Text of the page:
We're open to reinforcing Bill 101, Premier Legault says


La très molle CAQ effraie les anglos

Done with secularism, the Coalition Avenir Québec government is slowly moving into the touchy language issue with Premier Legault saying he's willing to reopen the Charter of the French Language.

QUEBEC — It’s not only up to the government to protect the French language, but the CAQ has not ruled out reopening the Charter of the French Language to reinforce the law, Premier François Legault said Tuesday.

One day after the launch of a fundraising campaign for a foundation devoted to promoting French, Legault said his government is taking the issue seriously despite criticism that it has been too soft on language in the past.

“Actually, my colleague is looking at all the options,” Legault told the legislature in answering a question from interim Parti Québécois Leader Pascal Bérubé.

“We are not excluding opening up Bill 101.

“What is important is that we invest in the promotion of French, the promotion of our culture. It is part of our identity, so we need to all work together.”

The colleague Legault was referring to is Simon Jolin-Barrette, the minister responsible for the French language in addition to his duties as minister of immigration.

There have been reports that after Jolin-Barrette’s botched reform of the Quebec Experience Program, the government will act slowly on its plans to overhaul the language laws.

Jolin-Barrette was to have presented a plan on language this fall, but it now appears that won’t happen until the new year.

But Bérubé went after Legault in question period, quoting a new Léger poll that shows 70 per cent of Quebecers are worried about the future of the French language. He mentioned another study showing the use of a French-only greeting in Montreal shops dropped from 84 per cent of the time to 75 per cent between 2010 and 2017.

He challenged Legault to go beyond putting more money into programs to help immigrants learn French on their lunch hours at work and move toward new and better laws.

He said the last time a government tried to reform the Charter of the French Language — the old Parti Québécois minority government tabled Bill 14 in 2013 before losing power — the CAQ opposed the bill.

At the time, Legault said Bill 14 was too draconian and created red tape for small and medium-size businesses.

“I hope he has changed,” Bérubé fired across the floor at Legault. “If he has, he can count on our support.”

Legault responded by quoting remarks made Monday by former PQ premier Pauline Marois at the launch of a fundraising campaign to aid the Fondation pour la langue français, which promotes French.

“Yes, governments have a responsibility … but citizens, too,” Marois said.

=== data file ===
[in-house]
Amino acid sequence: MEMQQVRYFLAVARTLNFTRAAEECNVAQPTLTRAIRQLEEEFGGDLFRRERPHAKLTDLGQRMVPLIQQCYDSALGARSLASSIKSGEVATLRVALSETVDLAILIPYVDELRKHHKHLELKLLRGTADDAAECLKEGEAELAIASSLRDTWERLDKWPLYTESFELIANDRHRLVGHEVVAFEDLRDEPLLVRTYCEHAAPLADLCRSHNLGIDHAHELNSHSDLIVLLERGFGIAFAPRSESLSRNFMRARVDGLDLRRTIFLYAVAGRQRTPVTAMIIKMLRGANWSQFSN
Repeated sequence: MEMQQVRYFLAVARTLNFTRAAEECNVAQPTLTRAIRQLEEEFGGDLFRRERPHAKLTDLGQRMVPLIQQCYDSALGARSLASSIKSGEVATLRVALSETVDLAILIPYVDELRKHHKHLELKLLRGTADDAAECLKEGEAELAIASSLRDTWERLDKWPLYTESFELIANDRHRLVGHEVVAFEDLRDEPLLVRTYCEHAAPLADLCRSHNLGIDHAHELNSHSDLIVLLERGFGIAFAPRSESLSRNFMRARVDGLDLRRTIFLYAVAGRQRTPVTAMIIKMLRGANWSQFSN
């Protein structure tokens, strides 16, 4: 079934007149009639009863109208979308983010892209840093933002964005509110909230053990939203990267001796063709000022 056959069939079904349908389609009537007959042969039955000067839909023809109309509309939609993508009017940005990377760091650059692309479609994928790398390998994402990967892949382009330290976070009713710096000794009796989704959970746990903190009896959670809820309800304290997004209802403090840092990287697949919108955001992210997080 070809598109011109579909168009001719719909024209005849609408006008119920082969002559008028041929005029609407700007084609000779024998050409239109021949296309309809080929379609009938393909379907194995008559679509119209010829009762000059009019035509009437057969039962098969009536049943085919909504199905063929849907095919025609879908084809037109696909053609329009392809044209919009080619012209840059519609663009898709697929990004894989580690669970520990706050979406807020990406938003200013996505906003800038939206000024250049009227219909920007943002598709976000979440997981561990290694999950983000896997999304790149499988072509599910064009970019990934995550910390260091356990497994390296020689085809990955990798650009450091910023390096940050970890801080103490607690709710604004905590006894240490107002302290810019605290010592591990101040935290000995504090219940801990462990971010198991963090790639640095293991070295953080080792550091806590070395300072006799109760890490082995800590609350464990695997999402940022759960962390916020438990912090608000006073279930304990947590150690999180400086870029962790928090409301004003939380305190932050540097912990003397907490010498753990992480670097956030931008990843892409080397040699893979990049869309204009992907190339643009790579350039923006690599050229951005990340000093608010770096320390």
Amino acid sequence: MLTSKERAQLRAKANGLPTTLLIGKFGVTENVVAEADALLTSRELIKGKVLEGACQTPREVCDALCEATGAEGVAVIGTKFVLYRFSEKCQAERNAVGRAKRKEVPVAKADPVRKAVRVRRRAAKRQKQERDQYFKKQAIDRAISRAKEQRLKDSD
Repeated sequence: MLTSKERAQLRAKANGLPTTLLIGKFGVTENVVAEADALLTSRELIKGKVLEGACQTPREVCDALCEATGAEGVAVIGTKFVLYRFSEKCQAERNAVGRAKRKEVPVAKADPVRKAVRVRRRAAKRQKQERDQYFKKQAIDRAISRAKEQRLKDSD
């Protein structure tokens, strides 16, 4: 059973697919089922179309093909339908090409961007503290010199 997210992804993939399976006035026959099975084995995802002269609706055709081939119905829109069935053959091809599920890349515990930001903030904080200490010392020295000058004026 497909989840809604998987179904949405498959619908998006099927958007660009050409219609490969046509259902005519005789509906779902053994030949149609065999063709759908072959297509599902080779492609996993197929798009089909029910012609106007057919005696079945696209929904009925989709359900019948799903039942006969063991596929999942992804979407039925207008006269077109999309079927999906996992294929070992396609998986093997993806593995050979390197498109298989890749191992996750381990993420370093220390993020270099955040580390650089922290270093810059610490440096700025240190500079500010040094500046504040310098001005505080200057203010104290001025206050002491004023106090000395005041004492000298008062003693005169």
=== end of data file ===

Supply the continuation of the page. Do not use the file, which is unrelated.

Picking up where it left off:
“When we go into a shop in Montreal, we should insist on being served in French,” Legault told Bérubé.

He added that there are government ministries that do not have a plan for addressing immigrants in French and that’s wrong because “the government of Quebec must set an example that interactions with citizens and new arrivals happens in French.”

“Yes, there are laws which need to be respected,” Legault said. “Ministries must respect Bill 101. It was not done by the PQ. It will be done by the CAQ.”

His did not mention the roaring controversy over remarks made by Jolin-Barrette this month in announcing restrictions on access to English government services by new arrivals.

At the time, Jolin-Barrette said the “historic English minority” would not have any issues with the new rules and would still be allowed English services.

The exact definition of the historic English minority has become a subject of debate — and mirth — with no known criteria.

A hint of the kind of complex debate ahead came last week when Jacques-Cartier MNA Greg Kelley asked Jolin-Barrette to define the historic anglophone community during question period.

“Is it English-speaking Quebecers born in Quebec,” Kelley asked. “Is it English-speaking Canadians born in other provinces? Does my mother, born in Toronto, need an identification card or a personal identification number (PIN) to speak English with Services Quebec?

“Rights are defined by charters, not by arbitrary lists drawn up by the government. He is in the process of creating two classes of English-language citizens.”

Jolin-Barrette did not take up the challenge, only saying “undermining  the rights of anglophones in Quebec is out of the question.”

Kelley responded by saying if Jolin-Barrette cannot define what he means, he should retract the statement and stop creating angst in the English community.